Liner Notes is a close up look at a great new album you may have missed. This week, Fraser Valley, B.C.-based producer Teen Daze talks about growing lush, verdant environments on his latest LP Morning World.
Place gives rise to perspective. It's such a simple, analytic statement that my reaction, as the cursor moves further from it, is "well, duh." And still, I think, we're mostly blind to the ways our environs inform our individual constitutions.
Jamison, the soft-spoken producer behind the Teen Daze enterprise, hails from the Fraser Valley in British Columbia — a river basin region downstream from the Fraser Canyon, located east of Vancouver, that's temperate, green, and flanked by forested mountains. If you're familiar with the handle, you might associate his output with the pack of chillwave artists that apprehended dance music 5 years ago. And, sure, that was a sufficiently West Coast aesthetic, but in the years since, Jamison has turned his attention more and more to the world outside his own particular window.
Like Brian Eno, he has become interested in the imaginary landscape as a generative concept, especially, the ability of sound to convey a sense of space. The landscape has become his reference. Morning World, his latest, is his Garden of Eden, he says, warm and bright and soft. In many ways, it's his most intimate release yet, glowing synthesizers tempered by acoustic guitar and his own dulcet voice — but intimate also because it's a picture of home. A portrait of his place in the world. We spoke with Jamison by phone about building Morning World, his sunny, glistening paradise.
Teen Daze's Morning World is available now through Paper Bag Records.
You've said that the Brian Eno concept of imaginary landscapes generated a lot of ideas for this album. Tell me about that? What kinds of places were you thinking of?
It was this interesting pairing between both the Eno concept and C.S. Lewis’ space trilogy, I wrote an EP’s-worth of material that served as a soundtrack for one of the books. I’ve always just been fascinated by really great creators who are able to create these seemingly impossible landscapes and places. C.S. Lewis’ descriptions of these planets are so vivid and so real — it’s crazy to think that the human mind can just come up with things out of thin air.
There’s so much creation out of nothing, I think that’s the thing I was really struck by. I saw that as a parallel to how I’d treated music over the past five years. Since I’ve been doing Teen Daze, music has been my escape. It’s always been the thing that I’ve sunk myself into. I thought there was an interesting parallel between the idea of the created imaginary landscape and what I was doing, creating these worlds for myself to get into so I wouldn’t have to deal with some of the other things that were going on in my life.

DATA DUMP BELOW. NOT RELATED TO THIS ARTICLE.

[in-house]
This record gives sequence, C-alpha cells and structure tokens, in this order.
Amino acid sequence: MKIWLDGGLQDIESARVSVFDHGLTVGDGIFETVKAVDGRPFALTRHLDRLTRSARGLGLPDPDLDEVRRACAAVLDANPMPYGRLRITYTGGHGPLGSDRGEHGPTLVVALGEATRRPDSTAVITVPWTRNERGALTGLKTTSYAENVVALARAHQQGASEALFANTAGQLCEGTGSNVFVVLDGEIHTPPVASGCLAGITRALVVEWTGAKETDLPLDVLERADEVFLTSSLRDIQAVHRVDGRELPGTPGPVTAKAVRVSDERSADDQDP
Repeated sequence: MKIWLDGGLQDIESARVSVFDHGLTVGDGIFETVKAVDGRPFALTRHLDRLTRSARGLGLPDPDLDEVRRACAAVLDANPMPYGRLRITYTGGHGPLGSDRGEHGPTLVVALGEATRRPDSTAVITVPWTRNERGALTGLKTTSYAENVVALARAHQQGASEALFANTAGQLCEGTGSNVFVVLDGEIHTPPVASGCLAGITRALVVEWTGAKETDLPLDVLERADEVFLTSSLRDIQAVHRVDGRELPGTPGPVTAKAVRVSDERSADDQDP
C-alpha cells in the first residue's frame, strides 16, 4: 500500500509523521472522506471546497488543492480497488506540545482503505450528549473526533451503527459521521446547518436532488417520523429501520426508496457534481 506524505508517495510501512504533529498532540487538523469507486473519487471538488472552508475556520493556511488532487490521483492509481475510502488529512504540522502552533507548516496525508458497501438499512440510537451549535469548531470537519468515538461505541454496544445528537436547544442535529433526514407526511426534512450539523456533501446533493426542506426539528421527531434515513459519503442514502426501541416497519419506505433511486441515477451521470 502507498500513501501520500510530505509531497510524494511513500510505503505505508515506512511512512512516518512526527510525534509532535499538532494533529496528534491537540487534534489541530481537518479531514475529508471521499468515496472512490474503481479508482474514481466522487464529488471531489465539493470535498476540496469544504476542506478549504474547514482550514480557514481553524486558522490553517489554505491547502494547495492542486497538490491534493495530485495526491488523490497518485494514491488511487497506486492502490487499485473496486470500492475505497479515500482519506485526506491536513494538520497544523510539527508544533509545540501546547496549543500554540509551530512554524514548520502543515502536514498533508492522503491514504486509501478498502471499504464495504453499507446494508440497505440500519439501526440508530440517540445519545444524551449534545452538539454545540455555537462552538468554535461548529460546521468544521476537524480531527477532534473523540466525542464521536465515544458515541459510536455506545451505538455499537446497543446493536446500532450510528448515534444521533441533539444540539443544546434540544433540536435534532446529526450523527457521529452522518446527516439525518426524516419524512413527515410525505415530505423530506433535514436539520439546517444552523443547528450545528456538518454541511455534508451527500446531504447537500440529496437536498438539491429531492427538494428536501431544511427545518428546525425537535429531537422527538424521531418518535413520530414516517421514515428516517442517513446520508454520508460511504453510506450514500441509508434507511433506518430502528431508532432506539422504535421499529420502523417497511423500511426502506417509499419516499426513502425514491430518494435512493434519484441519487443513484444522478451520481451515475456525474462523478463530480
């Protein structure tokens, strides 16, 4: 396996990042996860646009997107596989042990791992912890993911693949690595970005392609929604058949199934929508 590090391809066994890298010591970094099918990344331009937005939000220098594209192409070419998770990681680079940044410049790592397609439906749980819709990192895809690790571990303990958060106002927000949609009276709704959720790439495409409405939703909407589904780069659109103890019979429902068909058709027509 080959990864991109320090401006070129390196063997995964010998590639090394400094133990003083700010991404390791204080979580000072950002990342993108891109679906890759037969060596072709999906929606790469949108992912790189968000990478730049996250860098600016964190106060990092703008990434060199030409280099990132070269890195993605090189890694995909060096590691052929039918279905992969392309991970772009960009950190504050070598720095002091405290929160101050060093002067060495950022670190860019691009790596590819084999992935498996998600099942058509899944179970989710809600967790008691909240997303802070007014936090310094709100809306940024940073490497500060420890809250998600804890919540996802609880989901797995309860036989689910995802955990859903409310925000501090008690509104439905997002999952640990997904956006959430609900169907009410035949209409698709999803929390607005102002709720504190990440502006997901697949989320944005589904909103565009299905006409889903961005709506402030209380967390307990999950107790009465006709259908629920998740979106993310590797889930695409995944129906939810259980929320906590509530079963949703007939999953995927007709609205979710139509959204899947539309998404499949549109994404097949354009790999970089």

How do you go about representing place with sound? What does a mountain sound like, for example?
I think, especially with this record, I really wanted to create something warm, almost like a Garden of Eden. The music that I was initially writing that sort of fed into everything had more of a psychedelic feeling to it, more of a ‘60s psych pop feel. I remember thinking about these concepts and wanting to create some colourful, warm, soft place. That’s what the record was to me.
That comes through in the lyrics, too. There’s a lot of garden imagery, a lot of water, a lot of colour description. It’s funny you say, “what does a mountain sound like?” because that’s something I explored on the record before this one, Glacier. I wanted to create a soundtrack for what it would feel like to be lost in this icy, mountainous, forested wilderness. A lot of times when I’m making things, it’s about visualizing, then creating a soundtrack to the visuals.
Do you think your home, growing up in Fraser Valley, and your connection to its landscapes, has something to do with this? You’re always placed in front of these dramatic-looking scenes.
That’s a huge part of it. I’ve realized it more and more as the project continues. Just in the way that I’d go about making a record: I’m recording at home, but I have to be near windows. There has to be some connection to the outside world. There was a brief period of time when my wife and I talked about moving somewhere to make the next record. We have friends in New York and obviously New York is a fun, busy, exciting place. I just thought: I don’t know if I can make a record there.
There’s something about being close to nature that’s really inspiring to me, and a lot of the artists that I look up to have that same connection. Someone like Brian Eno. Phil Elverum from Mount Eerie and The Microphones — he’s an hour away from where I live and I really admire the way that he’s able to do a similar thing. He uses the metaphor of landscape and nature in a really powerful way. And it’s the same landscapes that I’m looking at.